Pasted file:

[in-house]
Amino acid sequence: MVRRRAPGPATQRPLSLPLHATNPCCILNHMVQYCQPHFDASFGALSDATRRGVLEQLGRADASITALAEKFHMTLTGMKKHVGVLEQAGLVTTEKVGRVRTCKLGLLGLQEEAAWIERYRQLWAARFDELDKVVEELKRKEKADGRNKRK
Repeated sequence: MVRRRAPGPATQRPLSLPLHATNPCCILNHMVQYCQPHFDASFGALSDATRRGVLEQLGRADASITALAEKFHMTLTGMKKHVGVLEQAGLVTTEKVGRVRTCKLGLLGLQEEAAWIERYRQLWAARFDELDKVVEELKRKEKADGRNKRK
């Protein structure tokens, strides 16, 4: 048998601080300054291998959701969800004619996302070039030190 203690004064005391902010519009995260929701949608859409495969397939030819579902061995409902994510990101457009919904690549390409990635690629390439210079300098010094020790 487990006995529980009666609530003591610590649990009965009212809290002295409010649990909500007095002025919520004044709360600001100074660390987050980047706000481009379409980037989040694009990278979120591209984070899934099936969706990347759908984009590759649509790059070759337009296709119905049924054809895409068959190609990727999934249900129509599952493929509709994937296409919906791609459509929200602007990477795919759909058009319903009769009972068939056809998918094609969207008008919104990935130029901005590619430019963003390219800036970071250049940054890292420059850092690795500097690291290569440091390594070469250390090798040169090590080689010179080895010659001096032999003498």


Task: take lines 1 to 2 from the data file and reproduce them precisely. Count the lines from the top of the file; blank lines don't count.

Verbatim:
[in-house]
Amino acid sequence: MVRRRAPGPATQRPLSLPLHATNPCCILNHMVQYCQPHFDASFGALSDATRRGVLEQLGRADASITALAEKFHMTLTGMKKHVGVLEQAGLVTTEKVGRVRTCKLGLLGLQEEAAWIERYRQLWAARFDELDKVVEELKRKEKADGRNKRK